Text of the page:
Half a million in gold bars. This is the money that Hardness Oppong pocketed from the back of a vulnerable old lady who had her life savings stolen. If the Torontonian hoped to get away with it again, he was instead sentenced Tuesday to a harsh sentence of two years in penitentiary.

“Illegal computer intrusions and email phishing attempts have become a scourge in our society,” said Judge Silvie Kovacevich on Tuesday at the Montreal courthouse.

Hardness Oppong seemed disconcerted as the judgment was read. The 41-year-old even interrupted the judge. “I thought I’d get a chance to speak. I’m very confused,” he said. “That was the last time. It’s too late,” the judge replied. The accused chose to remain silent during sentencing submissions.

The Ontarian pleaded guilty to one count of receiving stolen property last November. In practice, he only acknowledges having held the funds stolen from the victim, without being the author of the fraud.

The victim, Jessica Ann Rochester, had to sell the family home in 2018 when her husband was struck down by illness. After the sale, she asked her financial advisor to help her invest the $590,000. The next day, his advisor sent him an email telling him to transfer the funds into an account.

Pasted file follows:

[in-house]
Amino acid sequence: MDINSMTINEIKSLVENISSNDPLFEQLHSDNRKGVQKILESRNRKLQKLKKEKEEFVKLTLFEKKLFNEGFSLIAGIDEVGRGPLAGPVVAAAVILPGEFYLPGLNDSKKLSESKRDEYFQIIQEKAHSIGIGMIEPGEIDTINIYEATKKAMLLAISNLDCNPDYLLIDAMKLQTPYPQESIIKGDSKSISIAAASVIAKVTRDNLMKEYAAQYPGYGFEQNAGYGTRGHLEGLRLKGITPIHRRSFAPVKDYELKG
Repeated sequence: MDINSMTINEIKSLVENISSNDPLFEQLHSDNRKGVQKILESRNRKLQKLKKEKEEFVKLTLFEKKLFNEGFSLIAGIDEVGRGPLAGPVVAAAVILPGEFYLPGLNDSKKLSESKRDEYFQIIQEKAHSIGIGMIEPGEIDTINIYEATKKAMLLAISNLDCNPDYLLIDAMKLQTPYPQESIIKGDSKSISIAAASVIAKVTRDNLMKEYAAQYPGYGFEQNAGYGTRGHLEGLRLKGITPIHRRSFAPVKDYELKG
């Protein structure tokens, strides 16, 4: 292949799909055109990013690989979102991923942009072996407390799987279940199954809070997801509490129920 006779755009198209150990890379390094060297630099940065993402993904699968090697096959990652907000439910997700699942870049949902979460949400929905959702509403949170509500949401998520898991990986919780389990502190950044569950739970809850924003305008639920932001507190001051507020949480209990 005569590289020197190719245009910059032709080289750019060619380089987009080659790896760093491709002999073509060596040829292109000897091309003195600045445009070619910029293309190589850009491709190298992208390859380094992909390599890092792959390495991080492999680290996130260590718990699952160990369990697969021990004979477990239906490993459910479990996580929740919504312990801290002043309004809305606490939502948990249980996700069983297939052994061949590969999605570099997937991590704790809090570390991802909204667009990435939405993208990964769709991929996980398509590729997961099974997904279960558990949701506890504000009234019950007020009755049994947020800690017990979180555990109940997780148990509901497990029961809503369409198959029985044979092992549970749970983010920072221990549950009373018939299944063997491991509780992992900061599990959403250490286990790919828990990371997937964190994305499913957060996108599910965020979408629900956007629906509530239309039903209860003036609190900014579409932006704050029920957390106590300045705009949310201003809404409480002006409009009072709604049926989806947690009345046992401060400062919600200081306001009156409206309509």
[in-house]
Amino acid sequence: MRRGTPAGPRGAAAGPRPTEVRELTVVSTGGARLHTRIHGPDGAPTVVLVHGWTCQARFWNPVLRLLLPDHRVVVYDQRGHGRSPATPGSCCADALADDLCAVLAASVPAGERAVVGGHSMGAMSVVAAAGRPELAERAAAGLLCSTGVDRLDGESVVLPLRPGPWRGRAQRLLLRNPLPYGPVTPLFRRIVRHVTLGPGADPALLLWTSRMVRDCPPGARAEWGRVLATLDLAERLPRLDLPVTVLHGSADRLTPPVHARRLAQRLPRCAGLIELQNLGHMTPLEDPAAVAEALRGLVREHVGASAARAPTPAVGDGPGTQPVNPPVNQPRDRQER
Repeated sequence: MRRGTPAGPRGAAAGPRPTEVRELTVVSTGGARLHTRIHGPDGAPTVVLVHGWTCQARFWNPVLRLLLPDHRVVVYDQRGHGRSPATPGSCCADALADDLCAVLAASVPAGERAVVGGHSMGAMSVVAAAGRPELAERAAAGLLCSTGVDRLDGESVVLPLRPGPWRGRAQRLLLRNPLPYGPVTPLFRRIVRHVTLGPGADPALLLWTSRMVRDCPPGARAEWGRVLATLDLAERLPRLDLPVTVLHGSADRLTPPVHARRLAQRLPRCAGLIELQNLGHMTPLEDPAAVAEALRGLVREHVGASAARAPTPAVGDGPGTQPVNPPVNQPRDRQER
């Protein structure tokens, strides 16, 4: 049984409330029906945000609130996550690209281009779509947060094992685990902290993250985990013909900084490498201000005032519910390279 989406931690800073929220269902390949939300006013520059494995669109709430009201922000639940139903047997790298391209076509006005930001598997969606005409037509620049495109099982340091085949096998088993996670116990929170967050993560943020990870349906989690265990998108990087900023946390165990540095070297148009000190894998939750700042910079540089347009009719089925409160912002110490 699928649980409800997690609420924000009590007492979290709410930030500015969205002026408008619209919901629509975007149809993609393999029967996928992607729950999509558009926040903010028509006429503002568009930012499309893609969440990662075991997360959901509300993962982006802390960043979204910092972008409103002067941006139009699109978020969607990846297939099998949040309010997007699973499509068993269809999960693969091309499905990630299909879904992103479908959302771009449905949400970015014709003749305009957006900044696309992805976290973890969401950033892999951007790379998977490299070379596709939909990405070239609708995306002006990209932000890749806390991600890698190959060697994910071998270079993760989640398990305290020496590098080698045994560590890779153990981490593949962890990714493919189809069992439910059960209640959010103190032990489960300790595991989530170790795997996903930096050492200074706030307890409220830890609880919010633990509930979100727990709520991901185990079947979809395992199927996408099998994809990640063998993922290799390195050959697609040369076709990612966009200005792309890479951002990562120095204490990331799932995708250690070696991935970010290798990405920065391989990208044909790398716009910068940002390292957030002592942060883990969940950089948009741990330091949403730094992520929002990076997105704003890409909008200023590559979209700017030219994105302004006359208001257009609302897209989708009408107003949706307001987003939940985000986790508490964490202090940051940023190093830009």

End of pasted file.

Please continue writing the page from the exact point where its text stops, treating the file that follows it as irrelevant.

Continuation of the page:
Hardness Oppong has allegedly been living below the poverty line for several years. However, he was able to pay $100,000 in a criminal case last year. According to court documents, he was charged in Ontario with defrauding the City of Burlington in 2019. A scam of $500,000. However, the charges were dropped by the prosecution after Mr. Oppong made restitution of $100,000.

Apart from the accused’s admission of guilt, few mitigating factors favored the accused. The aggravating factors were on the contrary very numerous, according to Judge Kovacevich: risk of reoffending, substantial amount, vulnerability of the victim, premeditation and lack of remorse.

The defence had tried to paint a very positive picture of the accused, emphasizing his involvement in the Ghanaian community in Toronto. Hardness Oppong organizes the GhanaFest festival, chairs the Ghanaian Canadian Multicultural Community Centre and runs nine non-profit organizations. However, it was through one of these organizations that the accused committed his crime, the judge noted.

Me Denis Trottier represented the public prosecutor, so Me Ferial Charef defended the offender.